Audit trails can help you understand how an incident happened, why normal operations were halted, and how much damage had occurred due to the problem. Audit trails can help you know whether errors were caused by human operators or the system itself. If, for instance, the integrity of a file is questioned, an analysis of the audit trail can reconstruct the series of steps taken by the system, the users, and the application. It can be very useful to know the conditions that existed at the time of, say, a system crash, in avoiding future outages. 

Additionally, if a technical problem occurs (e.g. a data file becoming corrupted), audit trails can facilitate the file’s restoration (e.g. by using the record of changes made to reconstruct the file). 

Intrusion detection 

Intrusion detection is the process of identifying attempts to penetrate a system and gain unauthorized access. If audit trails have been set up to record appropriate information, they can be analyzed to help someone detect intrusions after the fact. For instance, an audit trail may detect changes in a system’s performance indicative of a virus or malware or that unauthorized access was attempted (or was successful). 

Monitoring critical systems 

Audit trails may also be used to monitor the status of processes within systems and applications deemed critical to a company’s business or mission. This is often referred to as real-time auditing or monitoring. An analysis of the audit trail may be able to confirm that the system operated normally (e.g. that an error resulted from a human error as opposed to a system-originated error). System performance logs can complement audit trails to show significant or sudden changes in the use of system resources — a security red flag. 

2. Fraud prevention and detection 

Audit trails provide a critical tool in fraud detection. When audit trails are created for every transaction within a system, they provide information proving the legitimacy of transactions. One example in the finance arena is making sure all business payments have a supporting document such as purchase orders and approved invoices. A bank reconciliation, conducted by someone other than the check writers and signers, comprises part of an audit trail. The presence of an audit trail also reduces the chances of employees committing fraud without detection.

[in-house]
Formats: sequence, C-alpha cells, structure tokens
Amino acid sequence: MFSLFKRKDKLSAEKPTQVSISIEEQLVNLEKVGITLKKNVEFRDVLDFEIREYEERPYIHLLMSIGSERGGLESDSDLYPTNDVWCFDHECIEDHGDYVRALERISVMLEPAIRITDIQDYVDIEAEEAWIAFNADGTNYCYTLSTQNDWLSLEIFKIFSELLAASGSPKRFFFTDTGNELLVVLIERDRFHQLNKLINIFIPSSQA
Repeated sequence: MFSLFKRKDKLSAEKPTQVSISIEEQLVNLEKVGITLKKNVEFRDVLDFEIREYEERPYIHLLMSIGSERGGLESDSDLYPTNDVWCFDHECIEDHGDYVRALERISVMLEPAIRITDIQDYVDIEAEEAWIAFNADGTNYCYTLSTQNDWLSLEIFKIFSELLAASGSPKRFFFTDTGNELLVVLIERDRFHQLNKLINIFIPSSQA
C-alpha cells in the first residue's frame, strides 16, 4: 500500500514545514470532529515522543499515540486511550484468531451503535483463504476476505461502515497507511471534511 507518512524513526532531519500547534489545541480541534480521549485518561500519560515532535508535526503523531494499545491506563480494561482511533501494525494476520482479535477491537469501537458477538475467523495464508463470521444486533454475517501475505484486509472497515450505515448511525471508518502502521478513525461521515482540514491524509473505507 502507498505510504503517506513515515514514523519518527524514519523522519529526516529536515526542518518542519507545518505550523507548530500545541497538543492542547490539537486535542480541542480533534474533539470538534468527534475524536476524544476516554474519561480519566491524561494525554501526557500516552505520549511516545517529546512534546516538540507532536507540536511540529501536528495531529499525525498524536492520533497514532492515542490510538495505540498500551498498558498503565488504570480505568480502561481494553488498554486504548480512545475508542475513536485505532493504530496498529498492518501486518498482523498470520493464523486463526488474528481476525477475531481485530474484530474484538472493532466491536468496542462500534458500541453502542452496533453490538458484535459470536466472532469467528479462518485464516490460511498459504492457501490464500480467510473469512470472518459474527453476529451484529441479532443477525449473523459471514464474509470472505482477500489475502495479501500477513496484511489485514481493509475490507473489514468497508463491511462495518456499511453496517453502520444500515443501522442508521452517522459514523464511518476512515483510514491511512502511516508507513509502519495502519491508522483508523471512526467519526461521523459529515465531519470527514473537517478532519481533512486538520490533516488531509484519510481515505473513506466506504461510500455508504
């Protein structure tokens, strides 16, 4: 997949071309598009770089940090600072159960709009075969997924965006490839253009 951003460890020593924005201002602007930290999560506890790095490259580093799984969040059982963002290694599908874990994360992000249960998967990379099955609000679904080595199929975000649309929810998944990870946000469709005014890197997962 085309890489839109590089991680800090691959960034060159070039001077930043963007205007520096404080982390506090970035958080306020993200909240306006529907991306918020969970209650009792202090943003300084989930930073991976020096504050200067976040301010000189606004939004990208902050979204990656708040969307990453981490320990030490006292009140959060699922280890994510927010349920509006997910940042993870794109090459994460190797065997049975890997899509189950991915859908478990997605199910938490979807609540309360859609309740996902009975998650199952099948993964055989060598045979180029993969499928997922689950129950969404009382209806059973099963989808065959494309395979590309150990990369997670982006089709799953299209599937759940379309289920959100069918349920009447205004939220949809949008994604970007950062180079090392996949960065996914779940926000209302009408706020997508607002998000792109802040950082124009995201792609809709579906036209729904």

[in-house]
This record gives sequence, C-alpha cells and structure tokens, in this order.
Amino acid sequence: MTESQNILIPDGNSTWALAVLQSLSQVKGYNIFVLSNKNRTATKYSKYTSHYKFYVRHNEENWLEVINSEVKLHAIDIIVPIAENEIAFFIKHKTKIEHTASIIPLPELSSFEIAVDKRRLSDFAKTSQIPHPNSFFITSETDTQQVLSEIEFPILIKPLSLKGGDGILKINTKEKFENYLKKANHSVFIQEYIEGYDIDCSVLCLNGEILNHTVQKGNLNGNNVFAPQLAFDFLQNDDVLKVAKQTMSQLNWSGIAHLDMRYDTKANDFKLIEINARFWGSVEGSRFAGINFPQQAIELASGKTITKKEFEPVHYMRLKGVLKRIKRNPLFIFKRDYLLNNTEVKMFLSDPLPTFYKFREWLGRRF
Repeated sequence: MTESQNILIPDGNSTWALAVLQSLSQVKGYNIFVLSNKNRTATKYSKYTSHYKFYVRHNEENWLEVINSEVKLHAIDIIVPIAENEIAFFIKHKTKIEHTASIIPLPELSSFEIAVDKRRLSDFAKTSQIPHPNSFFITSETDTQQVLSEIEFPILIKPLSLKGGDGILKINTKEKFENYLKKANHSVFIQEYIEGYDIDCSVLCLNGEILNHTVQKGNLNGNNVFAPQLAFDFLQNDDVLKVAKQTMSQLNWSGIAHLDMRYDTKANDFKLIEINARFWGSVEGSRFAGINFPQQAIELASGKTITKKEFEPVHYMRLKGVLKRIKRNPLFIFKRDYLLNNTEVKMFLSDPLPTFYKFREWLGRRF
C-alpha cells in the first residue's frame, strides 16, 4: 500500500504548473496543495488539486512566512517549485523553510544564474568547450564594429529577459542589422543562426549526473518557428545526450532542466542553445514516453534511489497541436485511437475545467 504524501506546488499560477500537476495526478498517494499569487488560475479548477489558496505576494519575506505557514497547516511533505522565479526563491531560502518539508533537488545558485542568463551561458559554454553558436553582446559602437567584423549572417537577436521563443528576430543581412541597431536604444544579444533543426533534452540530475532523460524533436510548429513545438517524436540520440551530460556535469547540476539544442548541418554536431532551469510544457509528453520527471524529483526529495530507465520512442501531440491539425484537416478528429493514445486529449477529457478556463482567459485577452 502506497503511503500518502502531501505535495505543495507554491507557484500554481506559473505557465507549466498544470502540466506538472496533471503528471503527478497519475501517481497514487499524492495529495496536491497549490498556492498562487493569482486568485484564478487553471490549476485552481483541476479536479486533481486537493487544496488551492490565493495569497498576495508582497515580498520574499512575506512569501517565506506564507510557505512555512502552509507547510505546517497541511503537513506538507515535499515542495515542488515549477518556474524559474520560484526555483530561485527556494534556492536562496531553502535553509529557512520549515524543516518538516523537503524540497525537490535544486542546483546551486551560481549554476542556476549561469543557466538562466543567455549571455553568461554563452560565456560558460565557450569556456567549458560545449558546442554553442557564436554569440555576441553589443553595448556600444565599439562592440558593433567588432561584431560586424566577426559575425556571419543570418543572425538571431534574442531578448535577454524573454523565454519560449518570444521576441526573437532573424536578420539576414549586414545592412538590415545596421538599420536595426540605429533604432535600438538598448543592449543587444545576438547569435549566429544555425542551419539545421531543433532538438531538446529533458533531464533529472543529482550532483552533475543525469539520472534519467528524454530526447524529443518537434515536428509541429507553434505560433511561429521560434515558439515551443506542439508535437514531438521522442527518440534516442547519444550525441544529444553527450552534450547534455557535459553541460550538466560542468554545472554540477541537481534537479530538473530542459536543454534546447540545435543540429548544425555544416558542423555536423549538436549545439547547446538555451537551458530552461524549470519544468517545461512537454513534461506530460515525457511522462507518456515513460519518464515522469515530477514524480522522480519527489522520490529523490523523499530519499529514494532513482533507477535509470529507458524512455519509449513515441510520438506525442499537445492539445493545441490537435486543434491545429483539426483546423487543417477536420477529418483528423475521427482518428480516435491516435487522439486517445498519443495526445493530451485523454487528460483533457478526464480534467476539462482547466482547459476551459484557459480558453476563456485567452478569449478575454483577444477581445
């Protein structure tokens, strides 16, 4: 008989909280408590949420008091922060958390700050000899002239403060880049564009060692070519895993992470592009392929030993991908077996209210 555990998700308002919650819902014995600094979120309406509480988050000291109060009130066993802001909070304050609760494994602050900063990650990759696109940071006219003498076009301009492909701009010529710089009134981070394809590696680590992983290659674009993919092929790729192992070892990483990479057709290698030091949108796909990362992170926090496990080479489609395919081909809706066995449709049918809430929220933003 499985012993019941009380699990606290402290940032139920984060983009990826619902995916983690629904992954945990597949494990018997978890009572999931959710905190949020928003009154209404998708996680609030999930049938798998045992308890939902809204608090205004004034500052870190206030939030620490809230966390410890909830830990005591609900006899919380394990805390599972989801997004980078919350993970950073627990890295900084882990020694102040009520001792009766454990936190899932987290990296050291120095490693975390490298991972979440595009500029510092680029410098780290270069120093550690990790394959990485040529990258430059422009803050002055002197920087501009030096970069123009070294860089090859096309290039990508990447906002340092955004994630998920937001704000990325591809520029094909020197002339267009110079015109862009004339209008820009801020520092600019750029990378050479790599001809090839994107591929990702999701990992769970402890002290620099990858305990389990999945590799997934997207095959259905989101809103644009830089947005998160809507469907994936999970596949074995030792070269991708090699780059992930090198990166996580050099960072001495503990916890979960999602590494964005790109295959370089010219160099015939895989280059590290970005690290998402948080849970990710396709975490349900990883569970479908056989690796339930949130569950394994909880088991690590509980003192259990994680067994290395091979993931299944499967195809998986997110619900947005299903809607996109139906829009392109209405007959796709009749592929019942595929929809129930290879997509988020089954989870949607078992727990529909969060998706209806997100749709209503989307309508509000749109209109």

3. Be well-prepared for audits (to meet compliance requirements) 

Publicly-held companies must undergo an independent, third-party SOX audit every year. Many privately held and public companies also need to go through IT compliance audits on an annual basis to maintain security standards and certifications (e.g. SOC 2, ISO 27001, FedRAMP, PCI) they need to provide customers the assurance they’re trustworthy from a security point of view.

If the controls the auditor needs to assess have an audit trail, the auditor can quickly determine if the controls were operating correctly and consistently. When auditors can do their work faster, they can complete the audit sooner — so it’s better for both the auditors and the auditee organization to have a comprehensive and accessible audit trail. 

Further, by adhering to audit trail requirements within the regulations your business is subject to, you can make sure you’re not hit with penalties or fines due to violating mandated requirements. 

This graphic shows four vector characters working together on separate parts of the audit trail.

How Does an Audit Trail Work?

The reach of an audit trail can vary, and it is up to an organization’s system administrators, security personnel, and managers to determine how audit trails are designed and implemented. Because there are costs associated with setting up audit trails, organizations usually prioritize setting them up on systems that are deemed mission-critical or are storing highly sensitive data.    

For instance, specific to the healthcare industry, IT security personnel at a hospital would set up an audit trail within their Electronic Medical Records (EMR) application that tracks who is accessing patients’ medical information and updating patient records, when that secure data was accessed, and what was done to the record (e.g. read, updated, deleted, etc.). 

The hospital’s EMR administrator sets up this audit trail and the patient logs because the hospital must comply with HIPAA  — a federal law that sets the standards for protecting patient health information and when and how it can be disclosed, outlawing disclosure without patient knowledge. An audit trail gives hospital staff visibility into how patient information is stored and accessed and allows them to fulfill the HIPAA mandate that healthcare organizations regularly review and manage how their information is stored and accessed.